Vulnerabilities and gaps in an application’s system are nothing unusual and can often be resolved before any damage is done or a large-scale warning is issued. If you follow changelogs and software updates from time to time, you may sometimes find an entry stating that a potential security leak has been fixed – all-clear, don’t worry, everything is under control, no harm done.
With the vulnerability in Log4j, things are different.
The European Union Agency for Cybersecurity published a statement on December 15, 2021 which confirms that the situation is extremely critical.
That’s because the vulnerability was discovered in server software used by many online services, businesses and federal agencies whose server applications are based on JAVA. And that’s really a very, very large number. Even the Mars robotic helicopter Ingenuity uses Log4j, which was announced as an interesting side note on Twitter as recently as June, and has suddenly opened doors to hackers as the first prominent vulnerability outside of Earth. Let’s be honest: Did it need to happen in the middle of Covid, too?
How can the Log4j problem harm your conference data?
Data that is not publicly accessible but is protected on a server is always particularly attractive to an attack. This is usually data on participants, speakers, or sometimes also the scientific contributions that have to be reviewed in advance of the conference and stored in the system for this purpose. However, the applications themselves can also be affected, as they may no longer be accessible after a successful attack. Virtual and hybrid conferences, in which almost everything takes place digitally, are particularly at risk, because as soon as the conference software is affected, nothing is safe anymore.
The danger level is even higher in the Log4j case because it is not that difficult for attackers to get onto the server. Due to the security hole in the programming, precautions such as firewalls can now unfortunately be bypassed. To do this, attackers first enter a string of characters that is then passed to the server, which does not recognize any malicious intent behind it.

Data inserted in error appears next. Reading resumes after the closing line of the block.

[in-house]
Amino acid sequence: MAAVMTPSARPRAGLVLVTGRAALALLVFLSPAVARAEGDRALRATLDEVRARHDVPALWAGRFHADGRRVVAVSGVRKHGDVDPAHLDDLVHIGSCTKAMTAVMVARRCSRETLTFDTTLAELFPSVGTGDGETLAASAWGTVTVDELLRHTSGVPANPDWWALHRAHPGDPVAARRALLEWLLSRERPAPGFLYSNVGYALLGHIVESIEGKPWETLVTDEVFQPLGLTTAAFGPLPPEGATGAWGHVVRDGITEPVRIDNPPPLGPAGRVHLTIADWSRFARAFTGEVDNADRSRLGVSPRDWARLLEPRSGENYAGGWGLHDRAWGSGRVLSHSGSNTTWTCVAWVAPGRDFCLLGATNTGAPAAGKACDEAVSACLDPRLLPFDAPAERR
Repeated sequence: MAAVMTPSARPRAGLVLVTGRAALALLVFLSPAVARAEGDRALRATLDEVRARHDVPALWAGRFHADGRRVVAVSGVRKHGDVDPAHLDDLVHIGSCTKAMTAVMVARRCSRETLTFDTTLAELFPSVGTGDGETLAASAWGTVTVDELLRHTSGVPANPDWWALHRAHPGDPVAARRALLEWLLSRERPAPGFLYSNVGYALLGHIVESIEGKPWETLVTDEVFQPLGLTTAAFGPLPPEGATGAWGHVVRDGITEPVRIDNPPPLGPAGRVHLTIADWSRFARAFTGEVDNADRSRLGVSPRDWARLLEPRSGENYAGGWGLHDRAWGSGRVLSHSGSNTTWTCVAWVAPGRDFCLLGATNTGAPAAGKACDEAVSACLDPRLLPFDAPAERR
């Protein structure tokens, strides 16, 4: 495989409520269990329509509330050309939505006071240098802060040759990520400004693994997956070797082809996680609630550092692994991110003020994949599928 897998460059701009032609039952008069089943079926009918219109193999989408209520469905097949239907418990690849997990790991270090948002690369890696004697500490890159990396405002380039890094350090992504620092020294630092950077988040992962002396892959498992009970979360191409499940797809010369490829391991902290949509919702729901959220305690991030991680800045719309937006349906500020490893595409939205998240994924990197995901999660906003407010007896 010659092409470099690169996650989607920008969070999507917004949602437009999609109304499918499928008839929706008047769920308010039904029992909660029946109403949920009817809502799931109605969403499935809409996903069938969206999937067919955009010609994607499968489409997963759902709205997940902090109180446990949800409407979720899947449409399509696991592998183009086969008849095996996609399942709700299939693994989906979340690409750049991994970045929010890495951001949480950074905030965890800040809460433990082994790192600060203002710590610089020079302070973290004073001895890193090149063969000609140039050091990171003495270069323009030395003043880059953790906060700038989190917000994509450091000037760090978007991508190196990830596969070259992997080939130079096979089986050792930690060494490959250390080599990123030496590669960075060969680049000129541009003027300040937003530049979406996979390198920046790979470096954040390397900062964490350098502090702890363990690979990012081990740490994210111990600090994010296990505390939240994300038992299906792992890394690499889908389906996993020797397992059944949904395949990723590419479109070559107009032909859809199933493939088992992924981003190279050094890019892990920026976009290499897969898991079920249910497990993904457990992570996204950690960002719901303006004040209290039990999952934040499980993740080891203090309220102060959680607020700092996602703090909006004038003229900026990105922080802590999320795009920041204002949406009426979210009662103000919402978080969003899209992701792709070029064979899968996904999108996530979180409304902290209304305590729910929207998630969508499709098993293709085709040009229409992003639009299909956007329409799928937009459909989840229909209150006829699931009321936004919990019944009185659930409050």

This happens, for example, when someone enters a string of characters in the registration form for a conference instead of the name that is actually required, and the server simply waves it through. The only difference is that the string is not a meaningless series of letters, numbers and special characters, but a specific command that the server then executes, giving access to someone who has no business being there, but who can now install malware or access conference data.
What does this mean for my conference in concrete terms?
Unfortunately, organizers can hardly do anything themselves if the conference data is managed by a software provider. In this case, it is primarily the provider’s responsibility to take appropriate security measures.
Security updates are now available, but they have to be installed by the vendor itself, as soon as possible and for every application that is based on JAVA and uses the Log4j library.
To be able to do this, a detailed inventory on the conference software vendor’s site is necessary. Not all applications are always automatically provided with the latest updates. In normal circumstanes, it can be even better to wait to install updates because from time to time it happens that updates bring problems with regard to certain functions, which are only observed once a problem arises.
As long as this is the case with Log4j, the door is still open, which may not be used immediately by attackers, but for which they are already quietly taking precautions to keep it open as long as possible. The actual attack may not take place until a few months from now, when no one is talking about the Log4j problem anymore.
Is Converia also at risk?
We immediately asked ourselves to what extent Log4j could be dangerous for the conferences we support and to what extent our system is now vulnerable. However, the all-clear came from the development department: Neither our classic conference management software Converia nor our Virtual Venue are affected by the Log4j problems. Neither of the two products are based on JAVA, nor do we use individual JAVA components for them. Among our complementary products there are some, such as our print server, which is based on JAVA. However, this does not integrate the Log4j library and therefore does not pose such an attack risk, like other components.
There is also an all-clear for conferences for which we provide hosting. Our host server has already initiated appropriate measures and installed security updates. This also revealed that no components have been directly affected so far. However, we are still checking and monitoring in order to be able to identify and rectify any vulnerabilities immediately, so that the systems and data remain secure and event organizers have nothing to fear.
Do you have additional, perhaps more specific questions about Log4j and your conference? We are happy to help.